Larger fines, possible jail time and language that attempts to shut down panhandlers at any well-traveled, higher-speed intersections are now part of a Wichita ordinance approved by the City Council on Tuesday. It’s a major step at reducing a nuisance for drivers.
It’s the latest attempt to reduce the number of homeless Wichitans – and others pretending to be homeless – standing on medians and at intersections where traffic is heavy and moving quickly.
Let’s hope this attempt works. What can be seen as a drastic crackdown on Wichita’s homeless is also addressing a safety issue that shouldn’t burden drivers.
Panhandlers are an unnecessary distraction for drivers when eyes should be focused on the street, especially during a busy holiday shopping period.
It appears to have become more common in the past year. In May, an argument about who could occupy turf at Seneca and Maple for panhandling led to a scuffle between three people. One was accused of aggravated battery and other charges.
Police addressed the problem by taking an educational role in moving panhandlers off streets. They encouraged drivers to stop giving money and instead hand the panhandler a brochure with information on finding food and services.
It may have cut into panhandlers’ revenue, but not enough to make them disappear. Police got Council approval Tuesday on two ordinances. Panhandling becomes illegal at downtown lights or other intersections where the speed limit is 40 mph or higher.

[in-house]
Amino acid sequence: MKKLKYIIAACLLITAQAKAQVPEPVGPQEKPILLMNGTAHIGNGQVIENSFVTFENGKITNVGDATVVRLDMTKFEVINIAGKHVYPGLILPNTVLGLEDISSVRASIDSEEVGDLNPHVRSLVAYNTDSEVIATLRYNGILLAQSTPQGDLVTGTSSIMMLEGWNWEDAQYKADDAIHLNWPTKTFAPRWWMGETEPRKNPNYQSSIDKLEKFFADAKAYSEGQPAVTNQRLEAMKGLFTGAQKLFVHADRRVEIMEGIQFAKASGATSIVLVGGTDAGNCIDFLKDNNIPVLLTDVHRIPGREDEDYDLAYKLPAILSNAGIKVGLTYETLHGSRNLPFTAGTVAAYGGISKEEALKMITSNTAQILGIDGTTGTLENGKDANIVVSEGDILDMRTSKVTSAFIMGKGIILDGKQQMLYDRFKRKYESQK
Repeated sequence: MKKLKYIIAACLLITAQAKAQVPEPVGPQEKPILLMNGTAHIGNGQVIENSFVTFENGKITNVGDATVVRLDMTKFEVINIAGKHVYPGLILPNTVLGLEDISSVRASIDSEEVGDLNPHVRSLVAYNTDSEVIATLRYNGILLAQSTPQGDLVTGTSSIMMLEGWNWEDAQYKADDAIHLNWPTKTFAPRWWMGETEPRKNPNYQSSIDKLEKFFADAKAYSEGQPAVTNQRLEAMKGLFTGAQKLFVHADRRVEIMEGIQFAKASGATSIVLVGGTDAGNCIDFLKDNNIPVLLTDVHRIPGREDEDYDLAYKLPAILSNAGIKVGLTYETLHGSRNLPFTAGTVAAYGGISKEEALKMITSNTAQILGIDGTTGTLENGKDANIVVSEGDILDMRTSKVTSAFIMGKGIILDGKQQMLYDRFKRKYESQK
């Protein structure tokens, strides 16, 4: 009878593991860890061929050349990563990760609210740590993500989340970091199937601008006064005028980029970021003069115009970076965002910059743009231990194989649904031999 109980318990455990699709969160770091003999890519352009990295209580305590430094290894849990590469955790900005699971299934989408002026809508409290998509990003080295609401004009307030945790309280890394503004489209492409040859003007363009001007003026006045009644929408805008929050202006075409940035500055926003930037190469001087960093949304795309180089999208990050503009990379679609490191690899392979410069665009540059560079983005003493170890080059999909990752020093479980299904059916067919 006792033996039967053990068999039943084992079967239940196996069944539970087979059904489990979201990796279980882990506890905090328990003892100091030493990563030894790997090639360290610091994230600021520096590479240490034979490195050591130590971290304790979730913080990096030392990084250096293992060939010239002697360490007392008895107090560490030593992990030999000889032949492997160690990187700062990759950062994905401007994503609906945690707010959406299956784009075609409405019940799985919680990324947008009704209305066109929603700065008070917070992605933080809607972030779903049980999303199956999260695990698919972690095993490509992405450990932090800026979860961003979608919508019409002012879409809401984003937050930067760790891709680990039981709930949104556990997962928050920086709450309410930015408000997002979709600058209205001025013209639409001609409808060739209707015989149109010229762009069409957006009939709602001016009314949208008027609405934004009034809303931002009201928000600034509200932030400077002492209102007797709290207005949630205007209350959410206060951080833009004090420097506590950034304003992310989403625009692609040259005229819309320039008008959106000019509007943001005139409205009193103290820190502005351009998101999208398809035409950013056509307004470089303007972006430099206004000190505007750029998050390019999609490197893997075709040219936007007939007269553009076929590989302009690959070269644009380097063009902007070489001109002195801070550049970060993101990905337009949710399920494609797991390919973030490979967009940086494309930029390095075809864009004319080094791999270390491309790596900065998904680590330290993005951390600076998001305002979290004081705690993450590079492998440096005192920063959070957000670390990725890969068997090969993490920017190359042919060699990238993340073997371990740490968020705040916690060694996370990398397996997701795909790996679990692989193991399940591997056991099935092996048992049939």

A new wrinkle prohibits passing anything between a driver and pedestrian, and police can cite the driver as well as the panhandler. Because the city’s changes involve placing blame as much on the givers as the receivers, it may take Wichitans becoming less charitable to make them effective.
Police who witness offenders will start with warnings, then step up to fines of up to $500. Jail is possible for repeat panhandler offenders and – highly theoretically – generous drivers who could only be called serial givers.
The ban on giving at intersections will have an effect on charitable organizations that have stood on medians for donations. Like the Wichita Fire Department, which moved its “Fill the Boot” campaign from medians to retail parking lots, charities will have to find new options.
Police and the City Council were right to take steps to make it tougher to panhandle at well-traveled intersections. There’s little way of telling whether a panhandler is homeless, or not homeless and simply trying to make money. Even the most charitable drivers would admit that a median with no panhandler is safer than one with someone holding a sign soliciting donations.